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Intel sees future in Mega Data Center

Hitches self to cloudwagon

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Intel says that by 2012, Mega Data Centers run by the likes of Google, Microsoft, Amazon, and Facebook will account for 20 to 25 per cent of its server chip sales. Unless the economy is still melting.

If the economy is still melting, Facebook will be dead, and even Google will be hard-pressed to prop up that Intel bottom line.

According to Jason Waxman, the man who oversees Intel's new-found obsession with high-density computing, about 10 per cent of the company's server chips currently find their way into the Mega Data Center. And as the world continues to embrace distributed grid cloud architectures from the net's biggest names, he says, that percentage should increase at least two-fold over the next three years.

"This includes the Googles, the Amazons, the Microsofts, but also telcos doing hosting like AT&T and Verizon and smaller Web 2.0 companies like Facebook," Waxman explained during a mini-press-briefing Tuesday morning in downtown San Francisco. "These are companies that are purchasing thousands of machines a month and putting them into data centers in the mega-watt range."

To satisfy these data-center-happy outfits, Waxman and his Intel cohorts are honing their cloud fluffing skills. In Chipzilla's world, that means optimizing server hardware and software for use in any "shared, dynamically-scalable resource pool".

These pooled server resources might be offered up to the world at large, Amazon Web Services-style ("Cloud architecture," in Intel speak). They might be use to serve up a public web application like Google Gmail ("Cloud services"). Or they might used for a company's internal applications ("Private clouds").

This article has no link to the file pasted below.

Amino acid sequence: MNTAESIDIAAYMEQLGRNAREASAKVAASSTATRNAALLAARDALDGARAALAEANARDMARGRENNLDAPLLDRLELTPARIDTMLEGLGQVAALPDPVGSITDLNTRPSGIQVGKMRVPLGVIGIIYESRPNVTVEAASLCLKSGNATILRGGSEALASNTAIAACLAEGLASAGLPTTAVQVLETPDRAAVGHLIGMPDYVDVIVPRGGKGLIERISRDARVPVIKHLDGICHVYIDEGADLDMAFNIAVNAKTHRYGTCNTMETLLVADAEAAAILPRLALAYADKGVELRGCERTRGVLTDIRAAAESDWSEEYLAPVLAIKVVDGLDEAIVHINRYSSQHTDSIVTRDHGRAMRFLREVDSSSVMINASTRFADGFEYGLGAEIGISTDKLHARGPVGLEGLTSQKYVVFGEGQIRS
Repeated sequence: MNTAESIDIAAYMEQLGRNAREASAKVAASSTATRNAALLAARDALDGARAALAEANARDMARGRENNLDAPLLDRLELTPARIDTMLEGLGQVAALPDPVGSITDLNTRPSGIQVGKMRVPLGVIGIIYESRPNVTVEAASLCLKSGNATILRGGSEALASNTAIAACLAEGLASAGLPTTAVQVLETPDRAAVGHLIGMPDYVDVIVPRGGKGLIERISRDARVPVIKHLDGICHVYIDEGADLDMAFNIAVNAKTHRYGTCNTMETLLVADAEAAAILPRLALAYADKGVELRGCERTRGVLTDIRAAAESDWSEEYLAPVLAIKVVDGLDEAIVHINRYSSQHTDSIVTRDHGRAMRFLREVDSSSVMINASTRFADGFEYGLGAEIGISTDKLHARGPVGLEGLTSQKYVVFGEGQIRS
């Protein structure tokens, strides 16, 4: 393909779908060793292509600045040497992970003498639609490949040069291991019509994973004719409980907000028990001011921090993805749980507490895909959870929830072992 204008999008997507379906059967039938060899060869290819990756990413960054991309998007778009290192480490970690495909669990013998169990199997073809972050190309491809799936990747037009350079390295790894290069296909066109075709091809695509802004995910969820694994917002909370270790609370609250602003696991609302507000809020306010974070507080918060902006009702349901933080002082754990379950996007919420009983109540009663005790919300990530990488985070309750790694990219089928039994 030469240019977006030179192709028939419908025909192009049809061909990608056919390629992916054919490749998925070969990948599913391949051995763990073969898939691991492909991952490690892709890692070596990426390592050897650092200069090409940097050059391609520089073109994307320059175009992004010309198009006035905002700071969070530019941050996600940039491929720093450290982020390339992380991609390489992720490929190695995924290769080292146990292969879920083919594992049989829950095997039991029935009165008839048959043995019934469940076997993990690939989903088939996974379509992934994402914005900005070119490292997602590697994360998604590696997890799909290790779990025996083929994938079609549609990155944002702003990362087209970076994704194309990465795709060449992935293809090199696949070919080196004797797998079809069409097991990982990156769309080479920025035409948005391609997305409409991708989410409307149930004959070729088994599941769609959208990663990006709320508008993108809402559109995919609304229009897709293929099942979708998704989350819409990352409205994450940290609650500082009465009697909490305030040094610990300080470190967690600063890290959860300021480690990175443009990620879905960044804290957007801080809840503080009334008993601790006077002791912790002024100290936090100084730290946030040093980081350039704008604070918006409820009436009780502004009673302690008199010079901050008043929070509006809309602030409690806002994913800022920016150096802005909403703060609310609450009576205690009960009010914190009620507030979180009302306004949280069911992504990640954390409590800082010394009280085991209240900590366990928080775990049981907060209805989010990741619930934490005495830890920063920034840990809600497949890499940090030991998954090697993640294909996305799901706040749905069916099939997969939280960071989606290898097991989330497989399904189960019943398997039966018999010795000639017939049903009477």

From where The Reg is sitting, "private cloud" sounds a lot like an oxymoron. But marketing types will tell you otherwise.

So, just to sum up, Intel is working hard to optimize the performance and lower the cost of pooled compute resources - whether they're used by the Googles of the world or the customers of the Googles of the world. And because of this, the company says, it deserves some buzzword love.

"We're probably the least well known cloud computing company out there, who has been involved with all these different deployments," Waxman said. "We've learned a lot over the last year and now we want to use what we've learned with technologies and services to help companies lower their total cost of ownership (TCO)."

According to Intel's calculations, if you're running a data center as some sort of dynamically scalable resource pool, nearly 75 per cent of your cash is spent on server hardware and power. "If you're a small IT shop, there's a lot of labor relative to the total cost of the data center," Waxman explained.

"But with a cloud data center, you get so much scale that the cost of labor becomes [much smaller]. And what you're left with is that about 50 per cent of the total cost of ownership...is the cost of the compute infrastructure - server and storage - and about another 25 per cent is the cost of power."

And, naturally, Waxman says Intel can help reduce those costs. The company has even reorganized itself to create a single organization dedicated to cloud fluffing. Its new high-density compute organization is building lower-power, high-density servers. It's fashioning containerized data centers that run at higher temperatures and consume far less power. It's optimizing code.

In other words, Intel is passing on many of the valuable lessons it has learned from Google over the years. Though Waxman doesn't see it that way.

In any event, Intel says it can save the Mega Data Center some serious cash. In a hypothetical data center spanning 50,000 homogeneous servers dynamically allocating resources, Waxman says, the company's cloud fluffing can save $35m over three years: $6m with hardware optimization, $8 with power management, $20m with better optimized code, and $1m with a better data center design.

So, Waxman says, even if the economy is melting in 2012, Intel is still on solid ground. "In tough economic times, companies want to cut costs by leveraging technologies and services."

Ah, but even cheap data centers are ridiculously expensive. And at the moment, the likes of Google, Yahoo!, and Microsoft have significantly slowed their cloud building operations.

In some cases, a buzzword takes you only so far. ®

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